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By Peter Boone and Simon Johnson
According to the economist Friedrich von Hayek, the development of welfare socialism after the Second World War undermined freedom and would lead Western democracies inexorably to some form of state-run serfdom.
Hayek had the sign and the destination right, but was wrong about the mechanism. Unregulated finance, the ideology of unfettered free markets, and state capture by corporate interests are what ended up undermining democracy both in North America and in Europe. All industrialised countries are at risk, but it's the eurozone – with its vulnerable structures – that points most clearly to our potentially unpleasant collective futures.
As a result of the continuing euro crisis, the European Central Bank (ECB) now finds itself buying up the debt of all the weaker eurozone governments, making it the – perhaps unwittingly – feudal boss of Europe. In the coming years, the ECB and the European Union will dictate policy. The policy elite who run these structures – along with their allies in the private sector – are your new overlords.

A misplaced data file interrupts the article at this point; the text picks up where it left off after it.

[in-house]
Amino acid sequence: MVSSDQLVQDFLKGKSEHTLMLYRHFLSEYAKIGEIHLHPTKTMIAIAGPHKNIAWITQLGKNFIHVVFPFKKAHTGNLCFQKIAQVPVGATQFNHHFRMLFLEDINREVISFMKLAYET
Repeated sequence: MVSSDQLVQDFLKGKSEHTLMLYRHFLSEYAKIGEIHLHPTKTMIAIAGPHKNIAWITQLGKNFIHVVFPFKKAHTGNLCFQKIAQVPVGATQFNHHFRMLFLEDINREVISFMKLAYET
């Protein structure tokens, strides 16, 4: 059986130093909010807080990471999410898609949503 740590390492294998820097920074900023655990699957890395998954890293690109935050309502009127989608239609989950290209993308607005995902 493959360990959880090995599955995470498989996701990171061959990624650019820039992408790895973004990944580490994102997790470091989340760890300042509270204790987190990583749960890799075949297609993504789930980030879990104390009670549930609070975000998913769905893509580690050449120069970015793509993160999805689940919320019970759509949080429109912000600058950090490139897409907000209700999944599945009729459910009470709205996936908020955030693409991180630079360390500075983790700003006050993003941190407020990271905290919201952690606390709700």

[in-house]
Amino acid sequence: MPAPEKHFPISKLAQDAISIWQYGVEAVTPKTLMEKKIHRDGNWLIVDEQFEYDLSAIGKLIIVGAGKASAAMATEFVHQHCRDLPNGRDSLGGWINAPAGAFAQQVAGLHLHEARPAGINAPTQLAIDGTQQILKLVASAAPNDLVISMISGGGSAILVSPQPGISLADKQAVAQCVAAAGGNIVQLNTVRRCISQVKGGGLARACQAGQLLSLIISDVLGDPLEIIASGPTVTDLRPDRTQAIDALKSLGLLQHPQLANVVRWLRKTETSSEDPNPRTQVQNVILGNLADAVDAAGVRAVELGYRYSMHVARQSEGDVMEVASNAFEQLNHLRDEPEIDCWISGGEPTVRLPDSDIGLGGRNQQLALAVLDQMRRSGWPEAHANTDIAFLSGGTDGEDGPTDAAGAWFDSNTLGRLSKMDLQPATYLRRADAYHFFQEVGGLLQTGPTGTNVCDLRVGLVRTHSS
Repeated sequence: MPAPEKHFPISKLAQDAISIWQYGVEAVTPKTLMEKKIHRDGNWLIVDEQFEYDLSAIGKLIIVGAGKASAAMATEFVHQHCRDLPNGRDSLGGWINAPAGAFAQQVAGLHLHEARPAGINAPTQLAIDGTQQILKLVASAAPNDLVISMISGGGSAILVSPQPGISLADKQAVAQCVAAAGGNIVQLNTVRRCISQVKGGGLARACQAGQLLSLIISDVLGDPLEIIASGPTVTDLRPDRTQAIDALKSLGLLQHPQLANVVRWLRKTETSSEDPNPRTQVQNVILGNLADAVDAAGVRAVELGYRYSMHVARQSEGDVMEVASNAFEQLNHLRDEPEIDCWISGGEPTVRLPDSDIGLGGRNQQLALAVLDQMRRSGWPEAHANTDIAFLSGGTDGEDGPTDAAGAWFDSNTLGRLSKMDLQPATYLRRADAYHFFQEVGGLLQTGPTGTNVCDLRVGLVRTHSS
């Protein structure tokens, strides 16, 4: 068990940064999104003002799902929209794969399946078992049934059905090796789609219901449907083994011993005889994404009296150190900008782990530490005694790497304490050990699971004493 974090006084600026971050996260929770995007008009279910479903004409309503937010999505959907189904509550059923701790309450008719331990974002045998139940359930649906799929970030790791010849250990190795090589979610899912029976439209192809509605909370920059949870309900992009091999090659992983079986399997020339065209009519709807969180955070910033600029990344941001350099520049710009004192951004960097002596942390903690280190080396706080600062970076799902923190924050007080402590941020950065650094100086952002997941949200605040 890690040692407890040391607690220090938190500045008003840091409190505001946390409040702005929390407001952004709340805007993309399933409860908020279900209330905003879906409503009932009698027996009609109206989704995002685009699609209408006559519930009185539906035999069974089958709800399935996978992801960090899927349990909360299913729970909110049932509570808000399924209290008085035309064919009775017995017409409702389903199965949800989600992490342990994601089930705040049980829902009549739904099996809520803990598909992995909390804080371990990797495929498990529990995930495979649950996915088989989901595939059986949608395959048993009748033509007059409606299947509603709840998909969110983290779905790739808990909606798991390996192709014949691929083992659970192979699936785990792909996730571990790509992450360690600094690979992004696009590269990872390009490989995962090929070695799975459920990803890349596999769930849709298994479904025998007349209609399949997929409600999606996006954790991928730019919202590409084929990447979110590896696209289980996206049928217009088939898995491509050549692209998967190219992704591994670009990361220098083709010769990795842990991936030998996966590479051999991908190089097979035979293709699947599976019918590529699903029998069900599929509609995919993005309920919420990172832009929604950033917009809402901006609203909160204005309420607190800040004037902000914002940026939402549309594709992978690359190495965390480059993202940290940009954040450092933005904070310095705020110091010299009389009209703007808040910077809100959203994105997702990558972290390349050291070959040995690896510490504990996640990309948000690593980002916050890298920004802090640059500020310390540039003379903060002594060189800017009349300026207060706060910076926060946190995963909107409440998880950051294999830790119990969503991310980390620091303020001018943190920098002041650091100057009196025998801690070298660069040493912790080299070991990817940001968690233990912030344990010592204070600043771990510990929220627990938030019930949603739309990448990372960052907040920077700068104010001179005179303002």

It is arguable who exactly are the peasants, the vassals and the lords under this model – and what services will end up being exchanged, but there is no question we are seeing a sea change in the post-war system of property, power and prosperity across Western Europe, just as Hayek feared. An overwhelming debt burden will bring down even the proudest people.
The ECB-EU approach will not return countries to reasonable levels of growth – the debt overhang is simply too large. The southern and western periphery of the eurozone cannot grow out of their debts under these arrangements and so will stumble from stabilisation programme to stabilisation programme – as did Latin America in the 1980s. This is bound to lead to hostile politics, social unrest and more economic crises.